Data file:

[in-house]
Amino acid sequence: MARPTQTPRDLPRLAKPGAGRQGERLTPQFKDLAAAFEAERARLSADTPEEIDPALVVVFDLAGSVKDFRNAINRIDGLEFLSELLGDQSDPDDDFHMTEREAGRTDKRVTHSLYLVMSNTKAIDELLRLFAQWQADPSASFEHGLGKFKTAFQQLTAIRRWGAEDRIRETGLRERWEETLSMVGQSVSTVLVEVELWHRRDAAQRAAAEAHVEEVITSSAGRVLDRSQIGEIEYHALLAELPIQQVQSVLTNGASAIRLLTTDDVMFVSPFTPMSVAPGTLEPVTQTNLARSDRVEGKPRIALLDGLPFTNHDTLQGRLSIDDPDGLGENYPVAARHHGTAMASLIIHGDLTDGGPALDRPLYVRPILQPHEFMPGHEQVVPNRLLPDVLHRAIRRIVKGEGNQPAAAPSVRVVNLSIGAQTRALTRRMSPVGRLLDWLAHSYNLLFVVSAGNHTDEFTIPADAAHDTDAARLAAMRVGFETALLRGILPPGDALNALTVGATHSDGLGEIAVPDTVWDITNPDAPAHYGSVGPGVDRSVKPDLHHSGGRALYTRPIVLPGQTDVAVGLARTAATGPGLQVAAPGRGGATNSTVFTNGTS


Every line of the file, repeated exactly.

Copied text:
[in-house]
Amino acid sequence: MARPTQTPRDLPRLAKPGAGRQGERLTPQFKDLAAAFEAERARLSADTPEEIDPALVVVFDLAGSVKDFRNAINRIDGLEFLSELLGDQSDPDDDFHMTEREAGRTDKRVTHSLYLVMSNTKAIDELLRLFAQWQADPSASFEHGLGKFKTAFQQLTAIRRWGAEDRIRETGLRERWEETLSMVGQSVSTVLVEVELWHRRDAAQRAAAEAHVEEVITSSAGRVLDRSQIGEIEYHALLAELPIQQVQSVLTNGASAIRLLTTDDVMFVSPFTPMSVAPGTLEPVTQTNLARSDRVEGKPRIALLDGLPFTNHDTLQGRLSIDDPDGLGENYPVAARHHGTAMASLIIHGDLTDGGPALDRPLYVRPILQPHEFMPGHEQVVPNRLLPDVLHRAIRRIVKGEGNQPAAAPSVRVVNLSIGAQTRALTRRMSPVGRLLDWLAHSYNLLFVVSAGNHTDEFTIPADAAHDTDAARLAAMRVGFETALLRGILPPGDALNALTVGATHSDGLGEIAVPDTVWDITNPDAPAHYGSVGPGVDRSVKPDLHHSGGRALYTRPIVLPGQTDVAVGLARTAATGPGLQVAAPGRGGATNSTVFTNGTS